Cultural war issues are touched upon with humor and biting insight, and with anguish as we see the painful inequality between gay couples and married couples in the right to deal with issues of life and death. But as each character offers the expected belief and opinion something strange happens. No one in this play fits neatly into the ideological boxes and labels with which we have become so comfortable and no beliefs however strongly held clearly lead to the expected behaviors. We find ourselves uneasily empathetic for characters we thought we would despise as these textured characters hold together contradictory lives each yearning in subtle ways for that which the other has. Butch may be hard and judgmental but he is also the responsible loving father who raised his sons when his wife Arlene ran off. Holly is a spiritual seeker tasting different traditions, engaging in a variety of practices, free and kind, and lonely. Brandon understands God of his traditionalist faith forgiving him for sleeping with men so long as he acts from weakness in the face of temptation but God would never forgive him if he were to choose a loving long-term homosexual relationship.

Next Fall invites us to think about the complex relationship between our beliefs and our actions and the absence of any inevitable connection between what we profess to believe with all our heart and how we act. There is a too muchness to our psyche that cannot be cleanly packaged. Our beliefs and actions live in far more mysterious tension than we admit. Yes, for some small percentage of people ideology and behavior cohere precisely but these people are exceptions and they are dangerous. But for most of us inconsistency, incoherence, and unexpected combinations in how we construct our life are actually the norm. Hypocrisy is part of the messiness of life and our task is to embrace this "sacred" messiness, to the love the stranger, to love that which is strange within us. We - religious and secular, atheist and theist, liberal and conservative, traditional and modern, fundamentalist and pluralist - know like the characters of this play that the rug can be pulled out from under us at anytime and so we hold our lives together in a myriad of incommensurate ways and perplexing permutations. Skepticism can be as revelatory as faith and faith as eye opening as skepticism. We are mixers and blenders, benders and switchers whether we admit it or not. Next Fall, a restorative and healing meditation on love and faith, reminds us all in the most humorous and honest way that certainty is the enemy of compassion.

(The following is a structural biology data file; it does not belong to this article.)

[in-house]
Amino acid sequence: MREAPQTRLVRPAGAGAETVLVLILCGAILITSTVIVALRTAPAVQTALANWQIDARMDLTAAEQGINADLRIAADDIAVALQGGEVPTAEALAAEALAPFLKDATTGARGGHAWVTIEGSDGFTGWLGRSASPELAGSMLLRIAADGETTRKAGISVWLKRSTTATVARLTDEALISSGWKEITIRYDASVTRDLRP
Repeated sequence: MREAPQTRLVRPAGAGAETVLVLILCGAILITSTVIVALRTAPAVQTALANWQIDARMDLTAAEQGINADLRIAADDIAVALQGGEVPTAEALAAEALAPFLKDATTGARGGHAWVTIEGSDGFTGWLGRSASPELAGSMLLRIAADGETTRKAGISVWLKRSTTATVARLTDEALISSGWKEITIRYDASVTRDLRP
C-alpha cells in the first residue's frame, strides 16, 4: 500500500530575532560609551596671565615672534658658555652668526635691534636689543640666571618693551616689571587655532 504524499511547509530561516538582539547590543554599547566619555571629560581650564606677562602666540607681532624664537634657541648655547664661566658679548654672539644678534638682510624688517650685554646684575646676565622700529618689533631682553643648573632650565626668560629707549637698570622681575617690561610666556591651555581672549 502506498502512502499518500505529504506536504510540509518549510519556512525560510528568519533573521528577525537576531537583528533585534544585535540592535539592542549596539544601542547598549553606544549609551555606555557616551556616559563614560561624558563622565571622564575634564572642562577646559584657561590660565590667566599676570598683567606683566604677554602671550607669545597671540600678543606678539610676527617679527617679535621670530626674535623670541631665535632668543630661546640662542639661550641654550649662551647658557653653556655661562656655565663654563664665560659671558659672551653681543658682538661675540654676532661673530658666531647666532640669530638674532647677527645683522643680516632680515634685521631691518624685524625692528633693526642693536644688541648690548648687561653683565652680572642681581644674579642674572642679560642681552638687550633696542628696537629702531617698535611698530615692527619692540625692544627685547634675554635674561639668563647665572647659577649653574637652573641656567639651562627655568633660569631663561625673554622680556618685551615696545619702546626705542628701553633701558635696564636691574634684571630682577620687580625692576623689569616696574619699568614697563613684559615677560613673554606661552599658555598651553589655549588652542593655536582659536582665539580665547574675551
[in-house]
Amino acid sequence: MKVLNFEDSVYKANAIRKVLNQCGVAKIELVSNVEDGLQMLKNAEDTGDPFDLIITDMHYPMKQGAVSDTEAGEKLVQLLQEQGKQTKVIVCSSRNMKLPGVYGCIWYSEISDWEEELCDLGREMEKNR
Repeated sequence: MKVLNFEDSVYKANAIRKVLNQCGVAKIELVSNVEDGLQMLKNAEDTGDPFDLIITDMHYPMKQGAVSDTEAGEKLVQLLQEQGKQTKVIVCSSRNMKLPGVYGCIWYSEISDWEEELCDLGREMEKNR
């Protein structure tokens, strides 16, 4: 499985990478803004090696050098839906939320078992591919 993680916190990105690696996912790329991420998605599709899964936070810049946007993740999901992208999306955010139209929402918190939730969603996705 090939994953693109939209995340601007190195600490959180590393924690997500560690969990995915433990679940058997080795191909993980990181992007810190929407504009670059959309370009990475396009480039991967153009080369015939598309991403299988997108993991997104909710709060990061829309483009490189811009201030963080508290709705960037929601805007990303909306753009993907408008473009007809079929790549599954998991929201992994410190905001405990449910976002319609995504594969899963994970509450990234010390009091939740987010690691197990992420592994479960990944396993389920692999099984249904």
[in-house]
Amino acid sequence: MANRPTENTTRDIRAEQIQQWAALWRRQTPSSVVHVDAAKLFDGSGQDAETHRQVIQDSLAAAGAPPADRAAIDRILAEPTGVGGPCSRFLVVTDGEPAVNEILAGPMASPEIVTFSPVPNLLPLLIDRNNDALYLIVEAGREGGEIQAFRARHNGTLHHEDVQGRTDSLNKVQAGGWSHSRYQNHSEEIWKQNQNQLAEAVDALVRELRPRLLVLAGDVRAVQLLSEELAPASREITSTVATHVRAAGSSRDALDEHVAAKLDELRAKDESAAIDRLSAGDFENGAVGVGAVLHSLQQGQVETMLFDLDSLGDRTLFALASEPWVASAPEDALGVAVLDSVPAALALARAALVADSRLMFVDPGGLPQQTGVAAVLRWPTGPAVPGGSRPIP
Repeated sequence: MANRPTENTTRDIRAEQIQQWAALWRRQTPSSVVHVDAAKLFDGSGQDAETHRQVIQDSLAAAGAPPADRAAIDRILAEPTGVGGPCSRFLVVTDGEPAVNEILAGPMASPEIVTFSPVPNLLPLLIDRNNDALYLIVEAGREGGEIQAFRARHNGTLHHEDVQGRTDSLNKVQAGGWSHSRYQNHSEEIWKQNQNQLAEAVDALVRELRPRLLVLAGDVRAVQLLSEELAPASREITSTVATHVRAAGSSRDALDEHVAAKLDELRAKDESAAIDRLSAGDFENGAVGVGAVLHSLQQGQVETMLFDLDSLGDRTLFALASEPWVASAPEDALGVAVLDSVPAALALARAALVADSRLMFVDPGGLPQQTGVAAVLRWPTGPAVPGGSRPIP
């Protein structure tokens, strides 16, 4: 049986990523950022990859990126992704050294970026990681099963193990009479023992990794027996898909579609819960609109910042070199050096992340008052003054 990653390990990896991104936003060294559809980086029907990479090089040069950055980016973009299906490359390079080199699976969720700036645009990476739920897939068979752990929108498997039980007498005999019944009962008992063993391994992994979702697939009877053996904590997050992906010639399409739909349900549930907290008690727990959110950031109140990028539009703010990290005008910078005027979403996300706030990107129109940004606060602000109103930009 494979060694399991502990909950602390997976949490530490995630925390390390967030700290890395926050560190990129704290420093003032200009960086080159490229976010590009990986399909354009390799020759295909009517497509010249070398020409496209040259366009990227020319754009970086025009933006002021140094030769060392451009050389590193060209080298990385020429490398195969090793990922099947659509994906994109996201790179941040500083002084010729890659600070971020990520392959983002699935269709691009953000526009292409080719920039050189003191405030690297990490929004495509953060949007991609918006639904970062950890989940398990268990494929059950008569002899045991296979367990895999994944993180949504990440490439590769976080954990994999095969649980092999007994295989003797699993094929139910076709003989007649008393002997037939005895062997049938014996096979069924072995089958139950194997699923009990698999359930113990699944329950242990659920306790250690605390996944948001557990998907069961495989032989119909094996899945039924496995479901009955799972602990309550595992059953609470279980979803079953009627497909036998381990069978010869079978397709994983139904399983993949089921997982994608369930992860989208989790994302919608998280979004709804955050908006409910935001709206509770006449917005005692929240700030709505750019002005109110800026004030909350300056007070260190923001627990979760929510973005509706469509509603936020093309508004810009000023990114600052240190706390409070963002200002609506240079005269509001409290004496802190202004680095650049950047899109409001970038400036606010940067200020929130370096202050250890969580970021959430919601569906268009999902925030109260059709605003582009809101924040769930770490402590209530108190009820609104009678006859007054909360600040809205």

Coincidentally, I saw Next Fall the day after I participated in the National September 11 Memorial & Museum's Planning Conversation Series in NYC. The juxtaposition was instructive: in the dearness of the vanishing moment we are not our carefully constructed and inherited ideologies and theologies, creeds and dogmas, which we profess to get us through the night. We are mothers and fathers, sons and daughters, lovers and friends holding on to each other, embracing each other, and sometimes even catching each other across great divides as we are swept up in the whirlwind of life. I honestly do not know if love vanquishes death as our traditional faiths teach but I do know that our vulnerabilities trump our ideologies and that love leavens the purity and logic of our beliefs propelling us to connect as the fiercely gracious human beings we are.